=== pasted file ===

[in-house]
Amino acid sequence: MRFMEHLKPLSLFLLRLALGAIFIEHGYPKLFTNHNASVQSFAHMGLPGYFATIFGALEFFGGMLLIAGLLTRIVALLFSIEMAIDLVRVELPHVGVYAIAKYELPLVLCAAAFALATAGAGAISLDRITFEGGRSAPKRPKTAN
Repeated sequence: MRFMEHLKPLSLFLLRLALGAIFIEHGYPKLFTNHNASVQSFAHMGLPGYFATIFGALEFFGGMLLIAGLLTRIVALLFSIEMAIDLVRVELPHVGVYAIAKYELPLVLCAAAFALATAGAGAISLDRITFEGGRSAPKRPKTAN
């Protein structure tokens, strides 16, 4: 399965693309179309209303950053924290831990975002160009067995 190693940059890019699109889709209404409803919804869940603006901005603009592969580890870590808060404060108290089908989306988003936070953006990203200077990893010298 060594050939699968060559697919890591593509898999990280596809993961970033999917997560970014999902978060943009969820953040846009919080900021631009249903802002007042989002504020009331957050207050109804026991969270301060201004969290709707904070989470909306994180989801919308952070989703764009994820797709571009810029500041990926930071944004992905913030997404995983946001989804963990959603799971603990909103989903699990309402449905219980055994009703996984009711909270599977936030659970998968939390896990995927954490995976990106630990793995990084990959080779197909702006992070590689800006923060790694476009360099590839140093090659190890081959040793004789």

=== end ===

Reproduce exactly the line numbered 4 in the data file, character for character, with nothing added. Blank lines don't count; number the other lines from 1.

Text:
């Protein structure tokens, strides 16, 4: 399965693309179309209303950053924290831990975002160009067995 190693940059890019699109889709209404409803919804869940603006901005603009592969580890870590808060404060108290089908989306988003936070953006990203200077990893010298 060594050939699968060559697919890591593509898999990280596809993961970033999917997560970014999902978060943009969820953040846009919080900021631009249903802002007042989002504020009331957050207050109804026991969270301060201004969290709707904070989470909306994180989801919308952070989703764009994820797709571009810029500041990926930071944004992905913030997404995983946001989804963990959603799971603990909103989903699990309402449905219980055994009703996984009711909270599977936030659970998968939390896990995927954490995976990106630990793995990084990959080779197909702006992070590689800006923060790694476009360099590839140093090659190890081959040793004789």